* Get a bunch of experts to review everything.
* Discard old concepts — like learning physics but not biology.
* Introduce new subjects — like computer applications, technical writing and communication skills.
But if you don’t ensure there are enough trained teachers, and if you have teachers reluctant to keep up with the latest, you land up with a 70 per cent failure rate.
That’s what happened in 2007 when the results of the restructured BSc programme were announced at Delhi University.
Today, Ajit Singh, a first-year BSc student, complains that it’s been two weeks since he joined the programme and the final syllabus isn’t yet with him. “Teacher says there is some confusion and the syllabus is still under consideration,” he said.
It’s taken three years and three syllabus-revision committees, yet the restructured BSc programme — a lifeline to science students who don’t get into coveted engineering or medical course — is creating student dissatisfaction and teacher disaffection.
The result: the failure rates remain high, and BSc cutoffs have hit record lows across colleges.
For example, almost 80 per cent of BSc second-year students in Gargi, ARSD, Deen Dayal Upadhaya, Shyamlal College had failed or were borderline cases.
World class, but …
“The Life Sciences syllabus has been framed keeping in mind the international trends,” said Deepika Yogesh, Associate Coordinator at DU’s Life Sciences Institute of Life-long Learning. “The syllabus is only being opposed by teachers who will now have to work hard to incorporate the latest in their teaching.”
The syllabus needed change. Up to 80 per cent of the BSc General (Group A and Group B) courses had not changed and wasn’t different from what students learned in class 12. It was so outdated computer science did not figure in the books.
“Essentially, a student was reading the same things as in school,” said S.K. Garg, Principal of Deen Dayal Upadhyaya College.
The first committee decided first-year students should learn all subjects – Physics, Chemistry, Math and Biology, said Prof K Muralidhar, member of the committee.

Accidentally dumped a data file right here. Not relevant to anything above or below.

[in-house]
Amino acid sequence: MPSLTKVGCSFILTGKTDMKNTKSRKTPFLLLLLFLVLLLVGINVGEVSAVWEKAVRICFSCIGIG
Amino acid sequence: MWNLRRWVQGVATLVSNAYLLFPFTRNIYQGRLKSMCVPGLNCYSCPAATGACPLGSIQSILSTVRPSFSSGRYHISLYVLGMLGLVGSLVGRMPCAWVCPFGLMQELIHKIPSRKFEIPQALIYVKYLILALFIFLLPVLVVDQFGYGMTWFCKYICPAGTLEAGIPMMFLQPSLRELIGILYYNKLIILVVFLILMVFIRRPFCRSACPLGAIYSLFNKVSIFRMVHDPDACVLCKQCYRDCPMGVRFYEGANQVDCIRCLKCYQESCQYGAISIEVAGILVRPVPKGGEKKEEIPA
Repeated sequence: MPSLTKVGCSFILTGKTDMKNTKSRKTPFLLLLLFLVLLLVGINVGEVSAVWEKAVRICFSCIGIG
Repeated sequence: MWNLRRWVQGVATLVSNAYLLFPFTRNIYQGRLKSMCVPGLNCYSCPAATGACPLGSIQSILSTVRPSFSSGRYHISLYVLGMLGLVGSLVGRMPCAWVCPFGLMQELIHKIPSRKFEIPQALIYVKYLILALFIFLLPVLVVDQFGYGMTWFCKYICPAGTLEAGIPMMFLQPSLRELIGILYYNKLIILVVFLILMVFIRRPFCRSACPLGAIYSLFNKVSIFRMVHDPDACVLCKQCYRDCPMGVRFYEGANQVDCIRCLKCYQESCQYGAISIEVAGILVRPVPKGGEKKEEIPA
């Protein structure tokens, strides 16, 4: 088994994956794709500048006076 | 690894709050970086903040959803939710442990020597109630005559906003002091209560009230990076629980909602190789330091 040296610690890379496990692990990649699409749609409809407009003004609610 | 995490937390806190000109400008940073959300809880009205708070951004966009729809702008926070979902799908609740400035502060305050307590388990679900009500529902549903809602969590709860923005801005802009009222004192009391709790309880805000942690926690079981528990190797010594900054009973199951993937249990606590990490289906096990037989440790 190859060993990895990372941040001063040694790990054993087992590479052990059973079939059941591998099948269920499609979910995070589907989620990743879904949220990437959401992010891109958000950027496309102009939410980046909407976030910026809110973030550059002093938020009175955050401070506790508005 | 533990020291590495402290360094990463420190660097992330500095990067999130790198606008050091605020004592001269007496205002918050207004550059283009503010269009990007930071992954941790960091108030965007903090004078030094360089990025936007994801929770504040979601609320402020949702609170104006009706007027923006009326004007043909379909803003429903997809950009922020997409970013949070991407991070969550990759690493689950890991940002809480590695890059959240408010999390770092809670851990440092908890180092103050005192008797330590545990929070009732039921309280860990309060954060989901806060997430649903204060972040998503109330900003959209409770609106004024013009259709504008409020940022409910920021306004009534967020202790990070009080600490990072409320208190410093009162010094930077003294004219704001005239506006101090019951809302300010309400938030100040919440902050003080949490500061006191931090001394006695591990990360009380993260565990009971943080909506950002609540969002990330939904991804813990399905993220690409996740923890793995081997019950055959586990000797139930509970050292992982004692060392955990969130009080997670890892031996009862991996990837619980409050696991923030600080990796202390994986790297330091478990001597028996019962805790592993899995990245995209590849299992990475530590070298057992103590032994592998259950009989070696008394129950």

So, the course was changed to BSc Programme Physical Sciences (Physics, Chemistry and Math) and BSc Life Sciences (Physic, Chemistry and Biology). Another important change was the introduction of computer applications, modern instrumentation, electronics and analytical techniques for all students.
“We realised most students were not able to write a project report correctly. So we introduced a paper in technical writing and communication skills,” said Muralidharan. The new programme for first-year students was passed and implemented for the 2005-06 session.
Trouble with the teacher
The new programme was opposed by most teachers. “The Physics syllabus was equivalent to the Honours programme and students and teachers felt it was tough,” said Abha Dev Habib, Reader in Physics at Miranda House. In Life Sciences, many teachers were not ready to teach new chapters and handed it to new recruits with little experience. “As a result, dropouts happened and many students failed the first-year exam,” said a professor on condition of anonymity.
Only the first-year course had been restructured. As the new academic session (2006-07) approached, a committee was formed to prepare syllabus for the second and third-year classes. “This committee hurriedly put together a new syllabus for the second and third years,” said Habib.
And then, the shock
Officials were shocked when more than 70 per cent students failed their second-year BSc exam in 2007. Vice-Chancellor Deepak Pental was forced to form a third committee to revise the programme, which was cleared on July 2008. “Some major changes have been made in Physics,” said Pankaj Garg, member of the committee. “Papers such as mathematical physics have been removed.”
Why does opposition continue?
While BSc Physical Science teachers are satisfied with the new syllabus, teachers feel the link between theory and practicals is missing in BSc Life Sciences. “It has advanced practicals where you don’t need sophisticated instruments but good concept development. But the correlation between theory and practicals is missing,” said Tanima Bose, Reader in Zoology at Miranda House.